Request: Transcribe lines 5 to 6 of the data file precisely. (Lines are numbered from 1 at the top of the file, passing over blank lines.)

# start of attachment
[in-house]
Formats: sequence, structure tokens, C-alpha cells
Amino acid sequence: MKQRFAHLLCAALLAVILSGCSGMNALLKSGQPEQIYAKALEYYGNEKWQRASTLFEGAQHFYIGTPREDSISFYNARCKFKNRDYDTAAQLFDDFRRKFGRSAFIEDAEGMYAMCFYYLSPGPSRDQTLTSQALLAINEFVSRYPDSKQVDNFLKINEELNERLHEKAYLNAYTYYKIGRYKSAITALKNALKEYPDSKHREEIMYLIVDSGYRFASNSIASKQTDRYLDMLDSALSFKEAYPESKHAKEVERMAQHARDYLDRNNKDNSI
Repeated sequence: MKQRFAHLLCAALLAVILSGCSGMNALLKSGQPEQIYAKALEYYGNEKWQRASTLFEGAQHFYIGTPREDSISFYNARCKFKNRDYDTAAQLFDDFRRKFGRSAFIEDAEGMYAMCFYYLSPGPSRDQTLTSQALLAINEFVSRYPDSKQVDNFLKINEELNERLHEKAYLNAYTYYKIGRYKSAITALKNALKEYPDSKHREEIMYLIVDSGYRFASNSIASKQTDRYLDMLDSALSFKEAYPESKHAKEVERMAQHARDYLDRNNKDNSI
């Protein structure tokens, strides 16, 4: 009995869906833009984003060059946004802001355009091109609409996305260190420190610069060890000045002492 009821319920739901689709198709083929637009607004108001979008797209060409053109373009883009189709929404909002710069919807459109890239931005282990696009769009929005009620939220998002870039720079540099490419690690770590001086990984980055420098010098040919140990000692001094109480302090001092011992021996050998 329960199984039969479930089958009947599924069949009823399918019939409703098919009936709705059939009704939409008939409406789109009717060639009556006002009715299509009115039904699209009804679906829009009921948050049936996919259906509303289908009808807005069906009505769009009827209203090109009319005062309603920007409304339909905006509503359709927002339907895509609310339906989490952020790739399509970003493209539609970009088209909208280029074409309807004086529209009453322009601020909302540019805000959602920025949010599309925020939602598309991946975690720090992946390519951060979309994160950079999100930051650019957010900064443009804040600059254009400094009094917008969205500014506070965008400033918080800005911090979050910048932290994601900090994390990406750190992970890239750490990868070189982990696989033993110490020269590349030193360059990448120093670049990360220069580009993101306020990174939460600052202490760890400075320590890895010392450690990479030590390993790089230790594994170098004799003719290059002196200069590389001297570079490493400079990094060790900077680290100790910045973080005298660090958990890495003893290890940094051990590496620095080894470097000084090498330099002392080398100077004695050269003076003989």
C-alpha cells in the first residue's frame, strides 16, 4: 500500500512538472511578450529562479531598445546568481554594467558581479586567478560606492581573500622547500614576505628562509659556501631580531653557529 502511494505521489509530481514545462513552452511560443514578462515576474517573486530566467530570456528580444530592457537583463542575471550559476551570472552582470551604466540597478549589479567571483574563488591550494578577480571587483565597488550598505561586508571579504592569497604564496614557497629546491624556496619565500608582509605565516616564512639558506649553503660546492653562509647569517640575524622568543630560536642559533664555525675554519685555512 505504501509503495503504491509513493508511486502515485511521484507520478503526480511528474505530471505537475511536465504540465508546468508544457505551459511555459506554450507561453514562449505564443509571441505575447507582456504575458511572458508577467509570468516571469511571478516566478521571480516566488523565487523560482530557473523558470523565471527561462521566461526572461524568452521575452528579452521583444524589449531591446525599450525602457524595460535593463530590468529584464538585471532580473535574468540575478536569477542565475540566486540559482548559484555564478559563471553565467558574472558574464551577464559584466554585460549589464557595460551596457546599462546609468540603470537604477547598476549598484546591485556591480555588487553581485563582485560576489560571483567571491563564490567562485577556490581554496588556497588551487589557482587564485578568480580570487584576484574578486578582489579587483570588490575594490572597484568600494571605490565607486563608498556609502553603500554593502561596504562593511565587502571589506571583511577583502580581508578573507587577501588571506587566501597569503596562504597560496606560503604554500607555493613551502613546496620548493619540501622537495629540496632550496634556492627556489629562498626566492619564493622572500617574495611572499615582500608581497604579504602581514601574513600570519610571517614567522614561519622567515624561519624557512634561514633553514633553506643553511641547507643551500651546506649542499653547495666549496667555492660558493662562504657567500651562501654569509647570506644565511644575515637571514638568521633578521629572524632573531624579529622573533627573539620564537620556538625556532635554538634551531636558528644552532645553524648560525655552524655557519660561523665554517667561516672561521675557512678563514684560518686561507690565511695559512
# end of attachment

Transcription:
């Protein structure tokens, strides 16, 4: 009995869906833009984003060059946004802001355009091109609409996305260190420190610069060890000045002492 009821319920739901689709198709083929637009607004108001979008797209060409053109373009883009189709929404909002710069919807459109890239931005282990696009769009929005009620939220998002870039720079540099490419690690770590001086990984980055420098010098040919140990000692001094109480302090001092011992021996050998 329960199984039969479930089958009947599924069949009823399918019939409703098919009936709705059939009704939409008939409406789109009717060639009556006002009715299509009115039904699209009804679906829009009921948050049936996919259906509303289908009808807005069906009505769009009827209203090109009319005062309603920007409304339909905006509503359709927002339907895509609310339906989490952020790739399509970003493209539609970009088209909208280029074409309807004086529209009453322009601020909302540019805000959602920025949010599309925020939602598309991946975690720090992946390519951060979309994160950079999100930051650019957010900064443009804040600059254009400094009094917008969205500014506070965008400033918080800005911090979050910048932290994601900090994390990406750190992970890239750490990868070189982990696989033993110490020269590349030193360059990448120093670049990360220069580009993101306020990174939460600052202490760890400075320590890895010392450690990479030590390993790089230790594994170098004799003719290059002196200069590389001297570079490493400079990094060790900077680290100790910045973080005298660090958990890495003893290890940094051990590496620095080894470097000084090498330099002392080398100077004695050269003076003989």
C-alpha cells in the first residue's frame, strides 16, 4: 500500500512538472511578450529562479531598445546568481554594467558581479586567478560606492581573500622547500614576505628562509659556501631580531653557529 502511494505521489509530481514545462513552452511560443514578462515576474517573486530566467530570456528580444530592457537583463542575471550559476551570472552582470551604466540597478549589479567571483574563488591550494578577480571587483565597488550598505561586508571579504592569497604564496614557497629546491624556496619565500608582509605565516616564512639558506649553503660546492653562509647569517640575524622568543630560536642559533664555525675554519685555512 505504501509503495503504491509513493508511486502515485511521484507520478503526480511528474505530471505537475511536465504540465508546468508544457505551459511555459506554450507561453514562449505564443509571441505575447507582456504575458511572458508577467509570468516571469511571478516566478521571480516566488523565487523560482530557473523558470523565471527561462521566461526572461524568452521575452528579452521583444524589449531591446525599450525602457524595460535593463530590468529584464538585471532580473535574468540575478536569477542565475540566486540559482548559484555564478559563471553565467558574472558574464551577464559584466554585460549589464557595460551596457546599462546609468540603470537604477547598476549598484546591485556591480555588487553581485563582485560576489560571483567571491563564490567562485577556490581554496588556497588551487589557482587564485578568480580570487584576484574578486578582489579587483570588490575594490572597484568600494571605490565607486563608498556609502553603500554593502561596504562593511565587502571589506571583511577583502580581508578573507587577501588571506587566501597569503596562504597560496606560503604554500607555493613551502613546496620548493619540501622537495629540496632550496634556492627556489629562498626566492619564493622572500617574495611572499615582500608581497604579504602581514601574513600570519610571517614567522614561519622567515624561519624557512634561514633553514633553506643553511641547507643551500651546506649542499653547495666549496667555492660558493662562504657567500651562501654569509647570506644565511644575515637571514638568521633578521629572524632573531624579529622573533627573539620564537620556538625556532635554538634551531636558528644552532645553524648560525655552524655557519660561523665554517667561516672561521675557512678563514684560518686561507690565511695559512